EU think tanks: DG Mobility or DG Rights?
On April 9 Social Platform invited EU think tanks to a breakfast meeting to share their views on the Commission’s ‘post-Stockholm’ communication ahead of the new guidelines by the Council on the future of justice and home affairs.
Mr Pascouau, Senior Policy Analyst and Head of programme on European Migration and Diversity, European Policy Centre welcomes the Commission’s choice to be wise rather than bold in their communication, in this way there is a greater chance it will be accepted by the Council. The communication positions the current debate and proposes measures for programming. It lacks however attention to the synergies between irregular migration and international protection, neither does it mention anything about the new Parliament and structuring of new Commissioners.
Mr Carrera, Senior Research Fellow and Head of the Justice and Home Affairs Programme, Centre for European Policy Studies argues that we do not need a new strategy when there already exists so many different ones that hasn’t even been evaluated, such the European Pact on Immigration and Asylum, Task Force Mediterranean, European Migration Network and the Common Basic Principles for Immigration Integration. Instead, it is time for enforcement, implementation and identification of gaps and shortcomings, e.g. non-discrimination has not happened due to DG Justice not fulfilling its obligation to mainstream. We need an internal HR-strategy and more democratic ways of working; decisions are taken in secret and all civil society can do is damage control.
Mr Huddleston, Director for Diversity & Integration Programme, Migration Policy Group notes that it’s the Commission’s job to ensure enforcement but at the same time they don’t have enough resources to carry out monitoring which can lead to infringement procedures. We need more formal channels through the Commission and the Parliament to bring cases forward as well as training. The European Integration Forum is positive but civil society should have a greater role in agenda setting. Further, integration is relevant across policy areas but currently DG Home speaks on issues they don’t have competence for where other DG’s should be involved, e.g. DG EMPL, DG SANCO, DG EAC.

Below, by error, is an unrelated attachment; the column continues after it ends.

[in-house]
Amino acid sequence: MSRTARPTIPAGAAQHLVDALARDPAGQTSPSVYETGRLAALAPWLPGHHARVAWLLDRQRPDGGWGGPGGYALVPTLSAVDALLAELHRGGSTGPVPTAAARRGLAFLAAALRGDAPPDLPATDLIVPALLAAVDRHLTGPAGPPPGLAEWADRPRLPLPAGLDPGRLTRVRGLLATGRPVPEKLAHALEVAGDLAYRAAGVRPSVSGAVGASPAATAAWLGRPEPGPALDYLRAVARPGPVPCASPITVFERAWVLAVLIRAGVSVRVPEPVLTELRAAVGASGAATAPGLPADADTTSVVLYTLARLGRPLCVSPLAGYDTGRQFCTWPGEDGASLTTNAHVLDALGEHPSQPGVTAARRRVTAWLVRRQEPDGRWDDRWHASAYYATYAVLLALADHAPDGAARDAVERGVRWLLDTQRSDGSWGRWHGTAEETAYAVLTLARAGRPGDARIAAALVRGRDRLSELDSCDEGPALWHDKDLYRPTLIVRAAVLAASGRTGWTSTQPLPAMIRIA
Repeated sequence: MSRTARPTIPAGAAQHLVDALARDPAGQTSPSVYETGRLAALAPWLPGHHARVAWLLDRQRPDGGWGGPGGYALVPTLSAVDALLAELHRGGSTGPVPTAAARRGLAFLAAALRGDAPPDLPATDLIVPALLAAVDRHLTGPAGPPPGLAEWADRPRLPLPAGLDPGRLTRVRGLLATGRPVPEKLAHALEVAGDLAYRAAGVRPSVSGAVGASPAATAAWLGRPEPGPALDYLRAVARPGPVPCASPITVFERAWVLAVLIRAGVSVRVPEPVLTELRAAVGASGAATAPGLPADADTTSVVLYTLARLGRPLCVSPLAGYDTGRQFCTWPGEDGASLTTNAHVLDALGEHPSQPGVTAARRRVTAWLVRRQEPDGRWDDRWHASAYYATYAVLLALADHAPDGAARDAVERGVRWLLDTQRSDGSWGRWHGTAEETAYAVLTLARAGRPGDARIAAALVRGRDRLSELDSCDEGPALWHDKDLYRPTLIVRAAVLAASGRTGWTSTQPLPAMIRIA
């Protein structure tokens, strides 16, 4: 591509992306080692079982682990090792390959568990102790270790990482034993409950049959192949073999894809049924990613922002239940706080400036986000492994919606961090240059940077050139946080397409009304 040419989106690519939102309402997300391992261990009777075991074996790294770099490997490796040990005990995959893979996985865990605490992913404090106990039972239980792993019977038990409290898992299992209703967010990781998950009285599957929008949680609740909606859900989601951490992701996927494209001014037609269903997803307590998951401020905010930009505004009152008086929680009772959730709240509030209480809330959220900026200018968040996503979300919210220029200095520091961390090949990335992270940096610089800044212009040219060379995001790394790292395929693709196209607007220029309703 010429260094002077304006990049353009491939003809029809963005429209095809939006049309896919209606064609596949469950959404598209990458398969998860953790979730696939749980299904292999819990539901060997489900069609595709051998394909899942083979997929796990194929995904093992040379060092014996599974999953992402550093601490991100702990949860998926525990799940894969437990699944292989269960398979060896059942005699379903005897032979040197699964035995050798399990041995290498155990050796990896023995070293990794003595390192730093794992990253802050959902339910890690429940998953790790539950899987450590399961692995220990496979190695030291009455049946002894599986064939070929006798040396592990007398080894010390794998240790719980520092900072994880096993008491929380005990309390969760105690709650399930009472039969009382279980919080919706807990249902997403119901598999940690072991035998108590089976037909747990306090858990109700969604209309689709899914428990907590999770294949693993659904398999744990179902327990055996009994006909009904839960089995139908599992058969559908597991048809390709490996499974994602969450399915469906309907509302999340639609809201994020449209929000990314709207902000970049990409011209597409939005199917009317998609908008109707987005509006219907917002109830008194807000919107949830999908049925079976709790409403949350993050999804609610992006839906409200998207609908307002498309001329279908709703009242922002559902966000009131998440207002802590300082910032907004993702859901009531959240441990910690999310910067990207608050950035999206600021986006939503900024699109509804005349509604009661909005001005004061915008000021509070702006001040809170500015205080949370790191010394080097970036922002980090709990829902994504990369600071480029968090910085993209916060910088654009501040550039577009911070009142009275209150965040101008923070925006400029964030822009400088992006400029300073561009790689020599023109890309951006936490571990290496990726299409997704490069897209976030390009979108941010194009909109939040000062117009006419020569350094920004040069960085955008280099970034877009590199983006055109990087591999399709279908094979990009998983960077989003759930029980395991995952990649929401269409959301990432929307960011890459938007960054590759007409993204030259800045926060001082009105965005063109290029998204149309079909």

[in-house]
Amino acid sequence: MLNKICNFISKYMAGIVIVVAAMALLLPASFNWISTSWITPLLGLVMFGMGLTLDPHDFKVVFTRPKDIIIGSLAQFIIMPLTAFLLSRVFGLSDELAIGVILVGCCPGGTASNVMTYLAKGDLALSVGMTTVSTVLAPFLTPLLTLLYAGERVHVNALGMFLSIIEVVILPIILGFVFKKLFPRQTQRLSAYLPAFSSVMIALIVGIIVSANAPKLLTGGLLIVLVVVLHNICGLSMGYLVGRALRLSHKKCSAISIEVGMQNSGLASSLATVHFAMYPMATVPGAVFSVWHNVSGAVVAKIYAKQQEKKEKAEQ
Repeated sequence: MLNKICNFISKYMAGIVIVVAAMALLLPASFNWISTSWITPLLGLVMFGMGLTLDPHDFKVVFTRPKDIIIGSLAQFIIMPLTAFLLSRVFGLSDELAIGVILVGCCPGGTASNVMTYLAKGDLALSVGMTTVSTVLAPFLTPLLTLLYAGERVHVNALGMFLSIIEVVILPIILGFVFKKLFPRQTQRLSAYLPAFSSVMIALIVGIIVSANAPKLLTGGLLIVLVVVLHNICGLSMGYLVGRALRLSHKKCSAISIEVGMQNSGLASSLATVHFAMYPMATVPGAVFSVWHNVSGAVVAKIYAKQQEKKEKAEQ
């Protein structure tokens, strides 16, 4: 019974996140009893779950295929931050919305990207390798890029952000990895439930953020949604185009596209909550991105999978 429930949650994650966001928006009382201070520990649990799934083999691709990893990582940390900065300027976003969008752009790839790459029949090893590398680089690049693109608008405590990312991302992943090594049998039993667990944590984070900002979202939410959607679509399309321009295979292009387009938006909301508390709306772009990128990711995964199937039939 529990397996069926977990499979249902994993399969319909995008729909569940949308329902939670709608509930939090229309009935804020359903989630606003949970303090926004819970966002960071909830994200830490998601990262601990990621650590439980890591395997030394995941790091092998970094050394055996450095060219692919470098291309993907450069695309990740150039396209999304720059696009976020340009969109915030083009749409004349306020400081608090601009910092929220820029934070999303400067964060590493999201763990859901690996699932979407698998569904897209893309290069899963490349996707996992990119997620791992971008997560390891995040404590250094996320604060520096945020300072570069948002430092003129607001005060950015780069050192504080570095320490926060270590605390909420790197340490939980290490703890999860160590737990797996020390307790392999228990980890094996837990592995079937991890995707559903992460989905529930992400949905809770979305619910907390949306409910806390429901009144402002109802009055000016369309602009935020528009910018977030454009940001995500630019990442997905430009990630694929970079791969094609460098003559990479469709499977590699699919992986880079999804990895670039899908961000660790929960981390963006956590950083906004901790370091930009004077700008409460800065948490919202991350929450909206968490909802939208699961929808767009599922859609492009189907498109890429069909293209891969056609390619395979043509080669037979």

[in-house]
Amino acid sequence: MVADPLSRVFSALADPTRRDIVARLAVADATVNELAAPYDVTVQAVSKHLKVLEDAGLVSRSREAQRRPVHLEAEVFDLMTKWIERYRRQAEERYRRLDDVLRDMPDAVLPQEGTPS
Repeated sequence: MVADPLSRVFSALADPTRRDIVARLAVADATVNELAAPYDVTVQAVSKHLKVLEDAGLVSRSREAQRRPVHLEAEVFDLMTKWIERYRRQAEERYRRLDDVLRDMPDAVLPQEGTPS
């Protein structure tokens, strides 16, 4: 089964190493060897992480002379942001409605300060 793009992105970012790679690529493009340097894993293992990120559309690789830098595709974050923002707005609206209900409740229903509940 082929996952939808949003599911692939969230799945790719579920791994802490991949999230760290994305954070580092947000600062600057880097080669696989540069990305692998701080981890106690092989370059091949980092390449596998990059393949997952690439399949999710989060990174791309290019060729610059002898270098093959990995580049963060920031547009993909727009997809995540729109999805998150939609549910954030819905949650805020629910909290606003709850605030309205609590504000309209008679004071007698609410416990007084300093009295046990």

Mr Pascouau called for a change of software in order to de-link security issues and migration; migration is not about security, it’s about labour and family. His proposal was to create ‘DG Security’ dealing with both internal and external matters and ‘DG Mobility’ linked to e.g. employment. He urged for own initiatives in order to advance implementation by member states, such as EuropeanMigrationLaw.eu, which offers professionals and practitioners information about EU legal and jurisprudential developments. Mr Carrera replied that it is a political decision by the Commission to not launch infringements and not a matter of lack of resources. Considering the security issue origins in the Schengen a ‘DG Mobility’ delinking security and migration won’t be possible, instead we need a DG Fundamental Rights that would monitor compliance internally and externally. We need to set up a strategy to advance with the next LIBE Committee on these issues.